“I would love to see a major shift in the Wesleyan/Methodist family from information-driven small groups to a transformational approach to small groups. I have spoken with many pastors and lay leaders who have a similar desire to see a cultural shift occur, where the expectations in a congregation move from an acceptance of nominal Christianity that is not doing a whole lot of work in most people’s lives to expecting God’s grace to be manifest in amazing and life-altering ways.” - Kevin M. Watson, in his book The Class Meeting: Reclaiming a Forgotten (and Essential) Small Group Experience
I am struggling to come up with a purpose for church these days. Don’t get me wrong, I have a well-formed and theologically defensible doctrine of church. I know we are supposed to be the Body of Christ in the world. I get that. But my struggle is rousing this breathing body (sustained by the breath of the Holy Spirit) and pointing it in a good direction. This is a periodic spiritual crisis for me as a leader.
Right now, I am trying to decide both how we direct our resources and how we integrate into people’s lives. For a few years, my focus has been on arming people with content. I had, and continue to have, good reason for this. We have reached a level of biblical illiteracy probably not experienced since either the advent of the printing press or the introduction of the public school system. Somewhere in the past 30-50 years, the church either took for granted that everyone knows the Bible, or decided not to teach the more difficult parts of the Bible (most of it) in favor of keeping their congregations happy, or both, and now we have generations who don’t know more than simple basics of the Bible. Then, add to that the growing number of people who have never been to church in the first place, and the marginalization of the Bible in our culture (or the mythologization of it in pop culture, which blends it with a myriad of other sources) and we have no assumed basic understanding of the Bible culturally. So there is still an argument for content.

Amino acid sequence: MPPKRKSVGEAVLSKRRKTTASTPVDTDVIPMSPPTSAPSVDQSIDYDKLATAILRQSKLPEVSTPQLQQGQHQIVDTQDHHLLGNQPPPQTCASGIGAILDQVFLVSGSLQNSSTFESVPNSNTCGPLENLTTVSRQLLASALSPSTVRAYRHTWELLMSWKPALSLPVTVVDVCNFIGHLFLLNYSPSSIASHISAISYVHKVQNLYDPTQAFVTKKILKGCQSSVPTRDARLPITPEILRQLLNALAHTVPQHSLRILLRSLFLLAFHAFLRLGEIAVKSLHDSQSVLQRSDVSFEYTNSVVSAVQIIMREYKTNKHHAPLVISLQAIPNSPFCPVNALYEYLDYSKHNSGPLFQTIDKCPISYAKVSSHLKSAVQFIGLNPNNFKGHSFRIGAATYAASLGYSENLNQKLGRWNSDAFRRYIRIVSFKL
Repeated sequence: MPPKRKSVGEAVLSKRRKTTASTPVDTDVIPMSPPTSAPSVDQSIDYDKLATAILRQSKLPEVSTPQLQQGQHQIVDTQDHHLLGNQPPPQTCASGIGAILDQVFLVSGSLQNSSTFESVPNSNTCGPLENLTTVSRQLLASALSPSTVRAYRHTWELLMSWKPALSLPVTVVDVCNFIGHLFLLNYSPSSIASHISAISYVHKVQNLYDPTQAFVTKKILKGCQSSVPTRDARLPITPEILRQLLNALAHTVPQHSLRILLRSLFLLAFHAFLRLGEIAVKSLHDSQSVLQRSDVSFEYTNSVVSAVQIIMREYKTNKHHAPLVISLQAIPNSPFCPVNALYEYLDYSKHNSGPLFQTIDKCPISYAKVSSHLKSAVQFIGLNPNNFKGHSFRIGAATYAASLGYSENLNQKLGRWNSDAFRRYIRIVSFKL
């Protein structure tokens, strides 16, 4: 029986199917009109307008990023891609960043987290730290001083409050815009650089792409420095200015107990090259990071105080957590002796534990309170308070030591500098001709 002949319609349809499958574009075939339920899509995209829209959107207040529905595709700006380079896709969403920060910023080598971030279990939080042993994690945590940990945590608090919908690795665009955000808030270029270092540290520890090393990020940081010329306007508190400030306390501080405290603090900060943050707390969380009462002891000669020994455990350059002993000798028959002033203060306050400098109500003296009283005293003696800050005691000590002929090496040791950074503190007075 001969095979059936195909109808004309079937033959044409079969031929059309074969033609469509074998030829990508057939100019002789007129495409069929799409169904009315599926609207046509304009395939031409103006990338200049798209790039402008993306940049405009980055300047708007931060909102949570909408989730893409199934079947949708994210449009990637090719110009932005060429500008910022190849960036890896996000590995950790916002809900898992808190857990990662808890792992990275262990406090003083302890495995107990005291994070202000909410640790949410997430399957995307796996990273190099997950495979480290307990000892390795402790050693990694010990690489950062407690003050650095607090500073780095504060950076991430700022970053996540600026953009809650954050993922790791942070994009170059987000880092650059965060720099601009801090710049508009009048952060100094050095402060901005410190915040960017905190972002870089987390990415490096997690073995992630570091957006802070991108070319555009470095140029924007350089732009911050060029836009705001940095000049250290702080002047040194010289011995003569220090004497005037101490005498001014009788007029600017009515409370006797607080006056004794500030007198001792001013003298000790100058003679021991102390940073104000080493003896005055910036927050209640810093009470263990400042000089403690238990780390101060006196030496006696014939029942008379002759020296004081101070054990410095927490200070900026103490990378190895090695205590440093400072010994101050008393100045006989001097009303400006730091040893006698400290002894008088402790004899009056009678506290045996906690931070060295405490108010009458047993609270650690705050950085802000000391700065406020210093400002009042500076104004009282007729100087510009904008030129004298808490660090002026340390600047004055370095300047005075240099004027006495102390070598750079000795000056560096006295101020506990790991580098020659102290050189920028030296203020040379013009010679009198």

Here is the thing, though. If people want content, they can get it. As I told one of my worship services this Sunday, you have all you need to know (and some stuff you don’t need to know) about the Bible on the phone in your back pocket. Not only that, you can watch better preachers than me on that same technology. I have to admit, I want to control your use of that content. I know there are deadly dangerous ideas about the Bible out there, and I want to steer you away from that. But Pandora’s box is open. There is no controlling what you have access to anymore.